The two hippies, Seth and Munchie, were portrayed by comic actors Martin Mull and George Carlin respectively. For a while, the staff were not sure of who would play Munchie. Although they had decided on Mull to play Seth, the staff were "kind of stuck" on who would play Munchie. Carlin was suggested by Ron Hauge, one of the Simpsons writers, who "really wanted to meet [Carlin]" but ended up not going to the recording session. Scully stated that Mull and Carlin were "some of the funniest guys that ever lived", and that recording their lines was "a lot of fun". Although it does not occur with most other guest stars in the series, Mull and Carlin recorded their lines together. While the designs of Seth and Munchie were not modeled after anyone in particular, their hair-styles were slightly based on those of Jerry Greenfield and Ben Cohen, owners of the ice cream company Ben & Jerry's. Comedian Bob Hope was portrayed by series regular cast member Dan Castellaneta, who plays Homer among many other characters in the series. Jill St. John and Phyllis Diller were both voiced by American voice actress Tress MacNeille. The psychedelic version of The Simpsons' main theme that plays during the end credits was performed by Yo La Tengo, an American alternative rock band who are friends of Cary's.

The episode makes multiple references to 1960s culture, including films such as The Love-Ins (1967). The episode features the theme from the musical Hair, "Incense and Peppermints" by Strawberry Alarm Clock (1967), "White Rabbit" by Jefferson Airplane (1967) and "Time of the Season" by The Zombies (1968). In a flashback to Woodstock in 1969, Jimi Hendrix's performance of "The Star-Spangled Banner" is shown, as is a recreation of the photograph of embracing couple Nick and Bobbi Ercoline taken at the festival and used as a poster for the film Woodstock (1970).

Additionally, Homer sings Billy Joel's 1983 song "Uptown Girl". After drinking the tainted juice, Grampa and Jasper sit on a bench, laughing like the title characters from the series Beavis and Butt-head, while Flanders hallucinates skeletons and dancing bears (images associated with the Grateful Dead), marching hammers (from Pink Floyd's 1982 film Pink Floyd—The Wall) and The Rolling Stones' lips and tongue logo. Mr. Burns' film is credited as "An Alan Smithee Film", a reference to the Alan Smithee pseudonym credit used by directors who wanted to be disassociated from a film on which they had lost creative control, to the detriment of the final product. When Barney drinks alcohol to prevent the bad effects from the tainted juice, a pink elephant comes to his rescue, referencing the scene in Dumbo where Dumbo and Timothy drink alcohol and see pink elephants. Seth and Munchie's dog is named Ginsberg, thought to be a reference to beat poet Allen Ginsberg. Homer putting the flowers in the policemen's rifles is a reference to the iconic October 22, 1967 Life magazine picture, "Flower Power" by Bernie Boston.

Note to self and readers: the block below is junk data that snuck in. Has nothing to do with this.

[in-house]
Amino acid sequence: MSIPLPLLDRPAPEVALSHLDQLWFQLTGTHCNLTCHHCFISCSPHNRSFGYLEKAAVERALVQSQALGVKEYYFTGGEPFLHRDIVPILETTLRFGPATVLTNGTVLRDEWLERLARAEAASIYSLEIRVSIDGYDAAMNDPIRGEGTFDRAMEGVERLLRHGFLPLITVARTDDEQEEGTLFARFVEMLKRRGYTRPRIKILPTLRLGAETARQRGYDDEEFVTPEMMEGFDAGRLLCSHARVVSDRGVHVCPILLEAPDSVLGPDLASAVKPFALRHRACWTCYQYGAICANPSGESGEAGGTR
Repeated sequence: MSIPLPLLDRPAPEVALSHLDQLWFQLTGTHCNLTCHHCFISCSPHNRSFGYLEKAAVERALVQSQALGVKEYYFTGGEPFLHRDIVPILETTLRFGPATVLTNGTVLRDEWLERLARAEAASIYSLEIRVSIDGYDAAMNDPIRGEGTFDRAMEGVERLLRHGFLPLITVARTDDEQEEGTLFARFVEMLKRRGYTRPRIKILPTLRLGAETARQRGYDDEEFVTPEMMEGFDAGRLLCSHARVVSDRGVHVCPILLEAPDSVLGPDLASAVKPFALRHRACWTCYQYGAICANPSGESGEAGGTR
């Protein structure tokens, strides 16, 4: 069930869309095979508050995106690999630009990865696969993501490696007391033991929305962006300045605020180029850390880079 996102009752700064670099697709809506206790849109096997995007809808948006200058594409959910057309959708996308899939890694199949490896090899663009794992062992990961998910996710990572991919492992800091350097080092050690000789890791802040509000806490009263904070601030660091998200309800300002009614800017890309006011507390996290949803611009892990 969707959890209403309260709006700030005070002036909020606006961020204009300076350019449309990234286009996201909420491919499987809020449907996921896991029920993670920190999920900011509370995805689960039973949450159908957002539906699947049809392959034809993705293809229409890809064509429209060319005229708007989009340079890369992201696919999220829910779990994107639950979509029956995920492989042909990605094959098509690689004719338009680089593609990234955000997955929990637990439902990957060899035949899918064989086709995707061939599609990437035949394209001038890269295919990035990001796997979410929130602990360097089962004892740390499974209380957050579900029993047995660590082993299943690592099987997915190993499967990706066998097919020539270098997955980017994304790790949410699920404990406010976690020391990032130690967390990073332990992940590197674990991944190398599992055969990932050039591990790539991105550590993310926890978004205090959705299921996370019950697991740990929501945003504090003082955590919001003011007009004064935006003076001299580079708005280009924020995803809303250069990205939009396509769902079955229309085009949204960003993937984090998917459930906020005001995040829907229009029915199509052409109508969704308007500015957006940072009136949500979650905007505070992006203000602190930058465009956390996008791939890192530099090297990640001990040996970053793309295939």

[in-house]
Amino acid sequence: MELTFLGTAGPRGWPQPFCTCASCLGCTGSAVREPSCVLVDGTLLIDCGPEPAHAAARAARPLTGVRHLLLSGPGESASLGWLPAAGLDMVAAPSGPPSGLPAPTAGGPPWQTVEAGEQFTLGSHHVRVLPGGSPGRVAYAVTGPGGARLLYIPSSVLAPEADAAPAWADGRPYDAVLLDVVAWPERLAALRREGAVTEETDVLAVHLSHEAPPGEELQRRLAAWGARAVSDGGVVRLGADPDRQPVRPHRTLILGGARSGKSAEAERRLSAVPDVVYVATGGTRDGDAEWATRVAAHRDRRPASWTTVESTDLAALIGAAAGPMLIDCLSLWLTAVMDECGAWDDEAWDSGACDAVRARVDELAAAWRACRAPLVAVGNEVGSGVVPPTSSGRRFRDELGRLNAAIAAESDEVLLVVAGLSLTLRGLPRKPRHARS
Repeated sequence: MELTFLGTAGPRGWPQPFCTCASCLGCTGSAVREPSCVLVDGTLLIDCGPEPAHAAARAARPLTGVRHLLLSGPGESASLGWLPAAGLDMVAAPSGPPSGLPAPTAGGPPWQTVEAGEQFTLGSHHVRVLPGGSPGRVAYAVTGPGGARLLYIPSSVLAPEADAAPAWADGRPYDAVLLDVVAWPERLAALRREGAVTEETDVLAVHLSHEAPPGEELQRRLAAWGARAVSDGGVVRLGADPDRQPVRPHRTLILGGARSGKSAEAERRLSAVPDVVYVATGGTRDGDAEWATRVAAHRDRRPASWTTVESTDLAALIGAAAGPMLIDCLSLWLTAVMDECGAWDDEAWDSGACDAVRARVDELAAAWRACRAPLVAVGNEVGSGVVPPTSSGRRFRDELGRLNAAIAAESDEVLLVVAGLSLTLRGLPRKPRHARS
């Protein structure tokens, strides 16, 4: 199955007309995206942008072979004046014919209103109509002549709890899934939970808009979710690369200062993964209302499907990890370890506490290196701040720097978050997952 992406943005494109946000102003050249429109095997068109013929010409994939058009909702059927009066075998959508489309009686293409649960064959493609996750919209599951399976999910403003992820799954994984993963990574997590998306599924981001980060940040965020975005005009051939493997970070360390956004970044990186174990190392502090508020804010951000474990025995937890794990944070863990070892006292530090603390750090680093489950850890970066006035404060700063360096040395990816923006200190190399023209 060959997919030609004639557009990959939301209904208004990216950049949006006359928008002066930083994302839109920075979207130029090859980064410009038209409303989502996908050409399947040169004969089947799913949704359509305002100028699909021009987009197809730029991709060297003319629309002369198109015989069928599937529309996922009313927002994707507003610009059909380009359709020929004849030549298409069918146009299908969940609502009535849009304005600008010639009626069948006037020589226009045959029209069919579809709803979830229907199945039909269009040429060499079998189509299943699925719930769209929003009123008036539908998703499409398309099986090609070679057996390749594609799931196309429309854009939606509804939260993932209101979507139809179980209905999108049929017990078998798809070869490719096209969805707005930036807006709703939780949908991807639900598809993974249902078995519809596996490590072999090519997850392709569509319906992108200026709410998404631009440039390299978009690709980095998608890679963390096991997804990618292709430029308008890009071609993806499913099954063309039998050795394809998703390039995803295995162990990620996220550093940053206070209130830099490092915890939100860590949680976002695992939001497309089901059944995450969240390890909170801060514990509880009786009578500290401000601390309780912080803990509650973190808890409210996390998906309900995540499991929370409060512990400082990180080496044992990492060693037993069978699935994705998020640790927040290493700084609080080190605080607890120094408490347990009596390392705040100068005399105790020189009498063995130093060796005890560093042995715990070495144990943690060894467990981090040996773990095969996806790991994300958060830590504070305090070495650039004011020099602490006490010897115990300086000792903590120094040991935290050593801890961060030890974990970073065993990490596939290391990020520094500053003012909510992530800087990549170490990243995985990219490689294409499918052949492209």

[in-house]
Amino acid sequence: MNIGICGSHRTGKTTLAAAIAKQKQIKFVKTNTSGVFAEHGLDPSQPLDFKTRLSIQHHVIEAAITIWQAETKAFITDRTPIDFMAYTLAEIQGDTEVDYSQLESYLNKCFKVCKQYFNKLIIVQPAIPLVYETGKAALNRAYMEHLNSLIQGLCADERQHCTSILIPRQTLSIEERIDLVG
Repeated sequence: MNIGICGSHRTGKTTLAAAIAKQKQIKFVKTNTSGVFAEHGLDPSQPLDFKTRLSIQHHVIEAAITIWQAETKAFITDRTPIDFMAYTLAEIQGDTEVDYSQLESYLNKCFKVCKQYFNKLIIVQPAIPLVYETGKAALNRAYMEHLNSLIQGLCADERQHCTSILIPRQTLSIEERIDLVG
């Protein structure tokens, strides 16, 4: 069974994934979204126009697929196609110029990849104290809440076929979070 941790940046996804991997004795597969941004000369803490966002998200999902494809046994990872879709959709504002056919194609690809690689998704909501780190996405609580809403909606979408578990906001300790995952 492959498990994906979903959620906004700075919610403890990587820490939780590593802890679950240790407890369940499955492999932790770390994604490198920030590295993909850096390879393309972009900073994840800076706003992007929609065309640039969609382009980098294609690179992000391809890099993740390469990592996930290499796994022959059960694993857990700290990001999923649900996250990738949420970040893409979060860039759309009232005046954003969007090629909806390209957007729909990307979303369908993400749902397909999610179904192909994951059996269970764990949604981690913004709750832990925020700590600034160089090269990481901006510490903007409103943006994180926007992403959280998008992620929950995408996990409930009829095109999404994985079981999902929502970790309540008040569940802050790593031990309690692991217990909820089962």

The phrase used by Dr. Hibbert regarding Homer's condition ("I'm a doctor, not a gardener") is a reference to a recurring Star Trek gag, when Doctor Leonard McCoy retorts, mostly to Spock, that he is a doctor and not a [whatever the situation refers to].

Additionally, the end credit theme music is presented in a style that parodies "Tomorrow Never Knows" by The Beatles, and as the credits end, Homer says "I buried Flanders", a reference to the Paul Is Dead myth.


In its original American broadcast on November 15, 1998, "D'oh-in' in the Wind" received an 8.5 rating, according to Nielsen Media Research, translating to approximately 8.3 million viewers. The episode finished in 40th place in the ratings for the week of November 9–15, 1999. On August 7, 2007, the episode was released as part of The Simpsons - The Complete Tenth Season DVD box set. Matt Groening, Mike Scully, George Meyer, Donick Cary, Ron Hauge and Mark Kirkland participated in the DVD's audio commentary of the episode.

Following its home video release, "D'oh-in' in the Wind" received mixed reviews from critics. Giving the episode a positive review, Aaron Roxby of Collider wrote that, even though he felt that the jokes about hippies were "a bit overplayed", he still considered it to be one of the best episodes of the season. James Plath of DVD Town thought fondly of the episode as well, calling it "funny". Writing for DVD Movie Guide, Colin Jacobson stated that, even though he feels the sixties have been lampooned "many, many times over the years", he considered "D'oh-in' in the Wind" to be a successful spoof of the era. He enjoyed the way the episode portrayed and mocked the ways aging hippies "didn't live up to their youthful ideas". He concluded his review by writing that "D'oh-in' in the Wind" is one of the first great episodes of the season.

On the other hand, Jake McNeill of Digital Entertainment News did not enjoy the episode. Considering it to be one of the worst episodes of the season, he found the "jabs" at the hippie culture to be dated, writing that the episode is "a quarter century too late". Warren Martyn and Adrian Wood of I Can't Believe It's a Bigger and Better Updated Unofficial Simpsons Guide were negative as well, calling the episode "dreadful". They wrote that, aside from a couple of references to sixties psychedelia and the hippie movement, the only significant part of the episode is the revelation of Homer's middle name. They concluded by writing that the episode is "humourless".


D'oh-in' in the Wind Wikipedia